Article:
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Chilean Sea Bass and Blue Fin Tuna Eliminated Chainwide From
All Fairmont Hotels & Resorts Restaurant Menus
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TORONTO, February 5, 2009 - As a pioneering voice on environmental stewardship within the hospitality industry, Fairmont Hotels & Resorts is proud to announce an extension of its brandwide Green Cuisine program to include sustainable seafood choices in support of a global effort to conserve precious marine species. 

As the latest environmental initiative undertaken by the brand, Fairmont’s hotels and resorts worldwide will remove threatened fish species like Chilean Sea Bass and Blue Fin Tuna from their restaurant menus and will also align themselves locally with reputable seafood watch organizations, ensuring guests continue to be provided with a comprehensive selection of sustainable seafood choices. By Spring 2009, Fairmont’s seafood purchases will be made with the guidance and consultation of these well-respected groups and in consortium with local suppliers.

Put into practice, Fairmont’s commitment to ocean sustainability means working with reputable suppliers who purchase fish that are resilient to fishing pressure and harvested in ways that limit damage to marine or aquatic habitats.  Specifically, Fairmont has identified two seafood choices that are most at risk - and has eliminated them from its food service operations. They include: 

  • Chilean Sea Bass - also called Patagonia Tooth, this is a long-life fish, meaning it does not reproduce quickly.  Due to worldwide popularity of this menu item, their numbers have been dwindling dramatically from illegal and aggressive fishing.  
  • Bluefin Tuna - heavily over-fished in international waters, the plight of this species is so serious that the World Conservation Union lists Southern Bluefin Tuna in its grouping of most threatened wildlife.  Their numbers have declined by 97% over the last four decades.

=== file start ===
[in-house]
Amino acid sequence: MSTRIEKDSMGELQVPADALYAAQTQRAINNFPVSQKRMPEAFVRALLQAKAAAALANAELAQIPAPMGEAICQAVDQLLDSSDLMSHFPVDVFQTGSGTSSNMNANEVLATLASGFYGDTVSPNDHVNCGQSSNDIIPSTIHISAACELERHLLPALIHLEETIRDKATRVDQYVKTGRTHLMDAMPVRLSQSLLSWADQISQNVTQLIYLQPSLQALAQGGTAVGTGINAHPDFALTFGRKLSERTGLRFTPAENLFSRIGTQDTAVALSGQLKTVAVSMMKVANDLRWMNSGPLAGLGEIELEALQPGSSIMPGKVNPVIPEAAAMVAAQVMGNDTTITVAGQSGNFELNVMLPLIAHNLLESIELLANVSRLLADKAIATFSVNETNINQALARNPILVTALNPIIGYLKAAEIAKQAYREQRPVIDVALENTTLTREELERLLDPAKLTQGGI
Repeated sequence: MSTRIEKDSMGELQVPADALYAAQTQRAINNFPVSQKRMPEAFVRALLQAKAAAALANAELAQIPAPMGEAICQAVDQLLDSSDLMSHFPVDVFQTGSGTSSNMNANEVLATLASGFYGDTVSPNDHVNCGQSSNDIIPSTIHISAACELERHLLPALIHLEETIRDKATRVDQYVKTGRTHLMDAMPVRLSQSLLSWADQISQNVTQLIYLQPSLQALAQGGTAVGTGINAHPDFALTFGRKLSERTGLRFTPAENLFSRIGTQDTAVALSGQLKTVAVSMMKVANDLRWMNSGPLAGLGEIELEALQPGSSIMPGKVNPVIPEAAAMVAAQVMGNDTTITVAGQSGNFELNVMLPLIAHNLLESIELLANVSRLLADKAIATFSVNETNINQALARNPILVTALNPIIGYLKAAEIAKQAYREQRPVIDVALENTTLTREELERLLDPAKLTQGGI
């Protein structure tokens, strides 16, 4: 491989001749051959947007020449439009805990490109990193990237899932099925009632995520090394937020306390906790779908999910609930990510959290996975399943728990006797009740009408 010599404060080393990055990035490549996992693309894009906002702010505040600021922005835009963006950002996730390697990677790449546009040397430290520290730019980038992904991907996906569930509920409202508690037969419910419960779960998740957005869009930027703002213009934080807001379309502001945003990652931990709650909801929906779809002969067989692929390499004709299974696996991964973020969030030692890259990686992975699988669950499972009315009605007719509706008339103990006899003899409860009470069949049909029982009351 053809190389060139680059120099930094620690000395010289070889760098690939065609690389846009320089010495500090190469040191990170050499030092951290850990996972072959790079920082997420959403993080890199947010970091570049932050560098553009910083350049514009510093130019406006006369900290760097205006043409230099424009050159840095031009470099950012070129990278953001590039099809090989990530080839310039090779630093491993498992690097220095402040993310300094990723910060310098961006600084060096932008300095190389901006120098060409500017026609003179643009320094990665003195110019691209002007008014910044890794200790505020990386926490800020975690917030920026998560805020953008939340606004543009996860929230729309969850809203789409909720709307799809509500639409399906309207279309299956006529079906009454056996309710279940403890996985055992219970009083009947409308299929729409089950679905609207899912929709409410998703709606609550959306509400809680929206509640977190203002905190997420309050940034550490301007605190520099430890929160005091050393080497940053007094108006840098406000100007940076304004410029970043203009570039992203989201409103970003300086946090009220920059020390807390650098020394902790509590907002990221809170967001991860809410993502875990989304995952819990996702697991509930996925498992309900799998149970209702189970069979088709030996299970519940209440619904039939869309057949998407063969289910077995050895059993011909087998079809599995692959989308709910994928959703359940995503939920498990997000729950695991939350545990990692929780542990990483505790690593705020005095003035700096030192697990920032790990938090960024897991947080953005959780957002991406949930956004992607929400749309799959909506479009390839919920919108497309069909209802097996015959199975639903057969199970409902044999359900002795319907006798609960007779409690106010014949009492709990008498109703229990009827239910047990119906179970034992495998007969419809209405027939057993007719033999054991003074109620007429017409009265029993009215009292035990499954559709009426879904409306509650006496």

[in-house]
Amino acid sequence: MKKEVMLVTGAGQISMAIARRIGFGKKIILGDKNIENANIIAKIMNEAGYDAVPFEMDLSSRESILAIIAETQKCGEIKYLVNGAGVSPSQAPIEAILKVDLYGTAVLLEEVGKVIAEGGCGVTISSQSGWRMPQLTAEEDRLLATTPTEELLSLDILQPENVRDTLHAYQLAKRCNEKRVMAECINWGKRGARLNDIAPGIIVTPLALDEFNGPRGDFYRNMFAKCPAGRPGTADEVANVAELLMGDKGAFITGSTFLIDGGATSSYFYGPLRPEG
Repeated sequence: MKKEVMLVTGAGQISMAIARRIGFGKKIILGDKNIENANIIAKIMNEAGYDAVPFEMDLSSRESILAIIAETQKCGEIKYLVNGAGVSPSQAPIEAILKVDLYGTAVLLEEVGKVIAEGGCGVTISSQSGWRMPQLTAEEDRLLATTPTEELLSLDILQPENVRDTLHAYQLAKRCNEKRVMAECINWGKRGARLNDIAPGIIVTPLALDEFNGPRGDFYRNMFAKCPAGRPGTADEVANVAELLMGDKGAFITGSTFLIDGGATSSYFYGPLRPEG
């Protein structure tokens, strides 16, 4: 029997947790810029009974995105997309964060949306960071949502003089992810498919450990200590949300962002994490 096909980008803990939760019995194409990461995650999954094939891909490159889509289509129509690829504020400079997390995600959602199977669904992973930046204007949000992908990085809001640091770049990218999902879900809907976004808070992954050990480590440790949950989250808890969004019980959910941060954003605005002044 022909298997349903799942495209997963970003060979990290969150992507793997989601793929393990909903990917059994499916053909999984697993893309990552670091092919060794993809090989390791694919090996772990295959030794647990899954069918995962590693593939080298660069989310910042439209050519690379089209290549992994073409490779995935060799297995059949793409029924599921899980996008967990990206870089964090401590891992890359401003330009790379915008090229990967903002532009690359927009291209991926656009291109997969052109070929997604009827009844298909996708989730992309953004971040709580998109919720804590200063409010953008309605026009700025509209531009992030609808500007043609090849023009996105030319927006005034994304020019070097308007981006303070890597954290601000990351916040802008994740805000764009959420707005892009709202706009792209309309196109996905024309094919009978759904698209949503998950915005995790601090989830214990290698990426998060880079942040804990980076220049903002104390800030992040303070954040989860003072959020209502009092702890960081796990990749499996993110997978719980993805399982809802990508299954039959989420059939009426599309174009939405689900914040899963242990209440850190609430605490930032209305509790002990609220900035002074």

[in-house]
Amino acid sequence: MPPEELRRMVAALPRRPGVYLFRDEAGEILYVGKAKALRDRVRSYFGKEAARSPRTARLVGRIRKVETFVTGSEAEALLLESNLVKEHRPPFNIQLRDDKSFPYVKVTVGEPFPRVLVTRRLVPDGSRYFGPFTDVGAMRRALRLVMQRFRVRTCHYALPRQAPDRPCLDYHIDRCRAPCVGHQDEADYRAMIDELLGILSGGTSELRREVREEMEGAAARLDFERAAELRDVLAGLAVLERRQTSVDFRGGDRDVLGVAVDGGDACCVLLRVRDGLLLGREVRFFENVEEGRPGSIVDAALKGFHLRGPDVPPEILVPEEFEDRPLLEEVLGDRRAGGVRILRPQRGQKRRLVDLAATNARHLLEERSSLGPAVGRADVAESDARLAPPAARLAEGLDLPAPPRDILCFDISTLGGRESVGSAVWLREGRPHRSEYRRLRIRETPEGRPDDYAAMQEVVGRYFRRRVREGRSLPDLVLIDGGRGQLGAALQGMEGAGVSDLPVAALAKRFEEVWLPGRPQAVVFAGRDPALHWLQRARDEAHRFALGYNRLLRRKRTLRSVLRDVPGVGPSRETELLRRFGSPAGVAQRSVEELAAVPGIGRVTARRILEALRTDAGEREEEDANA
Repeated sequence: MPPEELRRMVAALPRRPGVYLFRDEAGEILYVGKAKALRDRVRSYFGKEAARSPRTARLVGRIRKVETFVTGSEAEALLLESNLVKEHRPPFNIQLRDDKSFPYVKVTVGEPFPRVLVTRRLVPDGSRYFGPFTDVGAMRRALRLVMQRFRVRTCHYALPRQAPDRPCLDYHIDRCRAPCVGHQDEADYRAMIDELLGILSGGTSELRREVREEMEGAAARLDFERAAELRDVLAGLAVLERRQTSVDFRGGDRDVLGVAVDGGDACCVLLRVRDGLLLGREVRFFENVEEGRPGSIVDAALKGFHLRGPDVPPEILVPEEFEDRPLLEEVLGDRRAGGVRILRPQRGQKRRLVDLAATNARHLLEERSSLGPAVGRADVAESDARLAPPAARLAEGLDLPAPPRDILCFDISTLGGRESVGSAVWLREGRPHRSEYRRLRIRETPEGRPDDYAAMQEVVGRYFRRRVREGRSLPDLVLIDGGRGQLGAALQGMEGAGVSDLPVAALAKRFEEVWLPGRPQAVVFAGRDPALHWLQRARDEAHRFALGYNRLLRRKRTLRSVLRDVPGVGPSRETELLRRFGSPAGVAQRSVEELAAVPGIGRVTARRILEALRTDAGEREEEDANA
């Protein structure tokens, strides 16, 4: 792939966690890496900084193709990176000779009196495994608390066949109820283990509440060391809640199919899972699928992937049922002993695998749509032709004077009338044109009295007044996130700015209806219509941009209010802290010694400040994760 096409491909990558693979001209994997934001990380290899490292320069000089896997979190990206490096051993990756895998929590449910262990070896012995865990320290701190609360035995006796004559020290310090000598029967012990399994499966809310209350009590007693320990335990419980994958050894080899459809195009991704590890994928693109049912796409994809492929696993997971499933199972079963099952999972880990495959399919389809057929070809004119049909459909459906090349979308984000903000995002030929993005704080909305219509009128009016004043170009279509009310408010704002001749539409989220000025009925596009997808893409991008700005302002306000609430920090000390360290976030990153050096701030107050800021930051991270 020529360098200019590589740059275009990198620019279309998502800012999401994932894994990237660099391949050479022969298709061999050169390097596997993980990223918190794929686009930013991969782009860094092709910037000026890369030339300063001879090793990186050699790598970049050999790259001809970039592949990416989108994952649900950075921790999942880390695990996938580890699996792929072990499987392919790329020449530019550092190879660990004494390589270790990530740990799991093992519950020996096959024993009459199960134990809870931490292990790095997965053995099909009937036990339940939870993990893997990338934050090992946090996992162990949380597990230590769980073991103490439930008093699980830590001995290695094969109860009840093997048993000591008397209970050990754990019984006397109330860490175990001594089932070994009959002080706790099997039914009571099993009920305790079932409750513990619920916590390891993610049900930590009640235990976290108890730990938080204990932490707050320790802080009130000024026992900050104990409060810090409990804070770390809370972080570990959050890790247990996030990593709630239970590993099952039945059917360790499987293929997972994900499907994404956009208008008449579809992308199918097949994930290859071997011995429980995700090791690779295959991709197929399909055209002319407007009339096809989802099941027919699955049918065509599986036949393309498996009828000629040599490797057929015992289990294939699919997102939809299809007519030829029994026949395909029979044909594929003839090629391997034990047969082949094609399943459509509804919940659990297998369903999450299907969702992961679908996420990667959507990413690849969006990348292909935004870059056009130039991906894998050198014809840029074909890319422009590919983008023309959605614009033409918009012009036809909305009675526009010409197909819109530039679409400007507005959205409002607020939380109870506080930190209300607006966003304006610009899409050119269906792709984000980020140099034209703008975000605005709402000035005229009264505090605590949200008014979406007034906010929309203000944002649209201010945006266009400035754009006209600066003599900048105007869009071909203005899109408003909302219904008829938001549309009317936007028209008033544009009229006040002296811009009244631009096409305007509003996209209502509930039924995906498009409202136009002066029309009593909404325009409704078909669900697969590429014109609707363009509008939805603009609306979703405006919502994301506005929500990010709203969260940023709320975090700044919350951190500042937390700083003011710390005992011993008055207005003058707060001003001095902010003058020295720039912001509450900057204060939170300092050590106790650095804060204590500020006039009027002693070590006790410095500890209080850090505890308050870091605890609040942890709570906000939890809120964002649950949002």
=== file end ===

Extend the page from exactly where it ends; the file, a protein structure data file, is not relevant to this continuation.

In the face of these findings, Fairmont will no longer serve these two fish varieties on menus and will also make it easier for guests to make informed food choices by identifying responsible seafood choices on its restaurant menus. The end result: healthier practices flowing down to suppliers, who then offer better choices to restaurants.  In addition, by promoting awareness and sustainable alternatives among its guests, Fairmont will play a role in influencing and shaping the tastes and preferences of guests who care about the future of the planet. 

Already, a number of Fairmonts have taken up the sustainable seafood call.  Mexico’s Fairmont Mayakoba has partnered with local communities in a nearby biosphere to purchase lobster that is sustainably harvested.  To date, the resort has purchased more than 4.8 tons of the lobster, which comes with a certificate affirming the lobsters have been locally sourced in a responsible fashion. On Hawaii’s Big Island, The Fairmont Orchid goes to great lengths to purchase locally sourced seafood and actively participates in regional moratoriums on any threatened fish stocks. And in Vancouver, The Fairmont Waterfront and The Fairmont Vancouver Airport have joined the Vancouver Aquarium’s Ocean Wise program, a conservation platform created to educate and empower consumers about the issues surrounding sustainable seafood. Ocean-friendly menu options at The Fairmont Waterfront’s Herons Restaurant range from Top Seared Halibut to Pan Seared Sablefish.